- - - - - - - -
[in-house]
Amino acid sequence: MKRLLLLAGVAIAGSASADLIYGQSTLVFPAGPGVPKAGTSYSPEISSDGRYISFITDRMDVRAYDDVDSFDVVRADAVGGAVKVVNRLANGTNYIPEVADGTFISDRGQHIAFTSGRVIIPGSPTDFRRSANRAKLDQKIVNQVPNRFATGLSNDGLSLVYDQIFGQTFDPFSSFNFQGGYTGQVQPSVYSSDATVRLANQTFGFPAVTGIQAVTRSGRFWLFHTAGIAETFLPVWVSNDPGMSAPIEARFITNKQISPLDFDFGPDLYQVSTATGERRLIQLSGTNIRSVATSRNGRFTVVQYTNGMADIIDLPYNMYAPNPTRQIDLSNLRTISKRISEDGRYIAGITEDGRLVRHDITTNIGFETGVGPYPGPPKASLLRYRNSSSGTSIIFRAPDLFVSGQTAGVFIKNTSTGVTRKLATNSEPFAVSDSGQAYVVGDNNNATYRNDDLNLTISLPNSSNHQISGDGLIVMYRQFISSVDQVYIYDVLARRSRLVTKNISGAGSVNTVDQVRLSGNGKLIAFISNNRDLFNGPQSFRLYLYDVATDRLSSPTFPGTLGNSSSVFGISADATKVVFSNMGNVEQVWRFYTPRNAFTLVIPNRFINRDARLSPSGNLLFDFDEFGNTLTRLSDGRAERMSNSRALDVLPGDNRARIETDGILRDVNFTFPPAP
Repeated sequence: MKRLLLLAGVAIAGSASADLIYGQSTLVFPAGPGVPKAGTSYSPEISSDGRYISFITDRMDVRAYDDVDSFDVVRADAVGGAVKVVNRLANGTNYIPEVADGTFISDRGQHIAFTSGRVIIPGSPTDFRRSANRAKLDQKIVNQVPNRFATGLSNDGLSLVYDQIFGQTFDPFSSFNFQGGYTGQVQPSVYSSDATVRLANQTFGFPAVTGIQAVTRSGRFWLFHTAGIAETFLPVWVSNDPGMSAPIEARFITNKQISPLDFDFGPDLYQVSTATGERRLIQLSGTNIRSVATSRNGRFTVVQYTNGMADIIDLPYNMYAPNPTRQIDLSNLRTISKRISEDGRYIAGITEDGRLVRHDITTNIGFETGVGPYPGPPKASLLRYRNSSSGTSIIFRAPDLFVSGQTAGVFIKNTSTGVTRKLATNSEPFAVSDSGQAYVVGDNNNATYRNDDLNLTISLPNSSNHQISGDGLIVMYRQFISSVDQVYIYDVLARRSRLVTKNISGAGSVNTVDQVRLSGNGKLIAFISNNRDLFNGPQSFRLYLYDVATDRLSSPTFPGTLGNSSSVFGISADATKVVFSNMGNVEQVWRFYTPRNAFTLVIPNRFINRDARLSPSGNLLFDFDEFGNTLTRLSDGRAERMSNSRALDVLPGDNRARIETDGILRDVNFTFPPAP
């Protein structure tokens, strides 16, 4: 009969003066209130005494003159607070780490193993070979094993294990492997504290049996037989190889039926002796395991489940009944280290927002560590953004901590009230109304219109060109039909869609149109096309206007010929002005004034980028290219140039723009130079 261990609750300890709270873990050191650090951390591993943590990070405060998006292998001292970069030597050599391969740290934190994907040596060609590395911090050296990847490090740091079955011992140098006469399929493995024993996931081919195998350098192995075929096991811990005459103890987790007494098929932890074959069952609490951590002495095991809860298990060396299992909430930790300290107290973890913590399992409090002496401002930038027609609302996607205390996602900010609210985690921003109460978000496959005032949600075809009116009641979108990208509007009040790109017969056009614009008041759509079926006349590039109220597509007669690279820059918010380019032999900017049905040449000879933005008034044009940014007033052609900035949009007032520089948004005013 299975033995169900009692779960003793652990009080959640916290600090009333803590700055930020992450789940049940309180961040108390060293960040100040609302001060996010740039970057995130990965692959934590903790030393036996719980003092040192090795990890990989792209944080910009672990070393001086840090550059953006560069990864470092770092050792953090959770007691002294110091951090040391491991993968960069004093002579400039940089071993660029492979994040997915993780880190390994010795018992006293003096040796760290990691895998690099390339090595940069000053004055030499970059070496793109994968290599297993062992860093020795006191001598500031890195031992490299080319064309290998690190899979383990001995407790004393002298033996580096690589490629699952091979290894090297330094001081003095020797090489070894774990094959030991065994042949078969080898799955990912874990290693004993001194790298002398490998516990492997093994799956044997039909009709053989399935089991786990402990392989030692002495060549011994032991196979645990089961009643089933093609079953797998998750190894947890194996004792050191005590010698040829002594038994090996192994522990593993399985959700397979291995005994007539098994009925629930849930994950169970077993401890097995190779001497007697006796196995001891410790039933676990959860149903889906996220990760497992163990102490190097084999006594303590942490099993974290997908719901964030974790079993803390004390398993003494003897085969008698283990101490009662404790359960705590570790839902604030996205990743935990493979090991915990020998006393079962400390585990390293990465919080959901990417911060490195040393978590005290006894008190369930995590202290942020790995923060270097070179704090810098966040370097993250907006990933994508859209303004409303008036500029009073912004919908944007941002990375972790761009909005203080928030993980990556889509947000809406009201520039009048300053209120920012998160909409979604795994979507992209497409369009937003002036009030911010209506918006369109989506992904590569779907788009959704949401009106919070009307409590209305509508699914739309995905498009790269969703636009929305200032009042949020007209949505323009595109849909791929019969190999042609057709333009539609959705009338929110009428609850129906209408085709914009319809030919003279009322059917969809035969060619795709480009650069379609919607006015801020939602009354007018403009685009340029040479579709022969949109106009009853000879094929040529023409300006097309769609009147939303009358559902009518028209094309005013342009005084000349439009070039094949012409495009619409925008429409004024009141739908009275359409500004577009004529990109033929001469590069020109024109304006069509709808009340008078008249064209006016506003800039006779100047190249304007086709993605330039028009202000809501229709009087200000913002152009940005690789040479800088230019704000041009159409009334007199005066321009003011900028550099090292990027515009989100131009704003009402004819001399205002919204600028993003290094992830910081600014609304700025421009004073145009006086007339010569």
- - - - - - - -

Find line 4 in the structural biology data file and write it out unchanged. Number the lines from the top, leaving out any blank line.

């Protein structure tokens, strides 16, 4: 009969003066209130005494003159607070780490193993070979094993294990492997504290049996037989190889039926002796395991489940009944280290927002560590953004901590009230109304219109060109039909869609149109096309206007010929002005004034980028290219140039723009130079 261990609750300890709270873990050191650090951390591993943590990070405060998006292998001292970069030597050599391969740290934190994907040596060609590395911090050296990847490090740091079955011992140098006469399929493995024993996931081919195998350098192995075929096991811990005459103890987790007494098929932890074959069952609490951590002495095991809860298990060396299992909430930790300290107290973890913590399992409090002496401002930038027609609302996607205390996602900010609210985690921003109460978000496959005032949600075809009116009641979108990208509007009040790109017969056009614009008041759509079926006349590039109220597509007669690279820059918010380019032999900017049905040449000879933005008034044009940014007033052609900035949009007032520089948004005013 299975033995169900009692779960003793652990009080959640916290600090009333803590700055930020992450789940049940309180961040108390060293960040100040609302001060996010740039970057995130990965692959934590903790030393036996719980003092040192090795990890990989792209944080910009672990070393001086840090550059953006560069990864470092770092050792953090959770007691002294110091951090040391491991993968960069004093002579400039940089071993660029492979994040997915993780880190390994010795018992006293003096040796760290990691895998690099390339090595940069000053004055030499970059070496793109994968290599297993062992860093020795006191001598500031890195031992490299080319064309290998690190899979383990001995407790004393002298033996580096690589490629699952091979290894090297330094001081003095020797090489070894774990094959030991065994042949078969080898799955990912874990290693004993001194790298002398490998516990492997093994799956044997039909009709053989399935089991786990402990392989030692002495060549011994032991196979645990089961009643089933093609079953797998998750190894947890194996004792050191005590010698040829002594038994090996192994522990593993399985959700397979291995005994007539098994009925629930849930994950169970077993401890097995190779001497007697006796196995001891410790039933676990959860149903889906996220990760497992163990102490190097084999006594303590942490099993974290997908719901964030974790079993803390004390398993003494003897085969008698283990101490009662404790359960705590570790839902604030996205990743935990493979090991915990020998006393079962400390585990390293990465919080959901990417911060490195040393978590005290006894008190369930995590202290942020790995923060270097070179704090810098966040370097993250907006990933994508859209303004409303008036500029009073912004919908944007941002990375972790761009909005203080928030993980990556889509947000809406009201520039009048300053209120920012998160909409979604795994979507992209497409369009937003002036009030911010209506918006369109989506992904590569779907788009959704949401009106919070009307409590209305509508699914739309995905498009790269969703636009929305200032009042949020007209949505323009595109849909791929019969190999042609057709333009539609959705009338929110009428609850129906209408085709914009319809030919003279009322059917969809035969060619795709480009650069379609919607006015801020939602009354007018403009685009340029040479579709022969949109106009009853000879094929040529023409300006097309769609009147939303009358559902009518028209094309005013342009005084000349439009070039094949012409495009619409925008429409004024009141739908009275359409500004577009004529990109033929001469590069020109024109304006069509709808009340008078008249064209006016506003800039006779100047190249304007086709993605330039028009202000809501229709009087200000913002152009940005690789040479800088230019704000041009159409009334007199005066321009003011900028550099090292990027515009989100131009704003009402004819001399205002919204600028993003290094992830910081600014609304700025421009004073145009006086007339010569």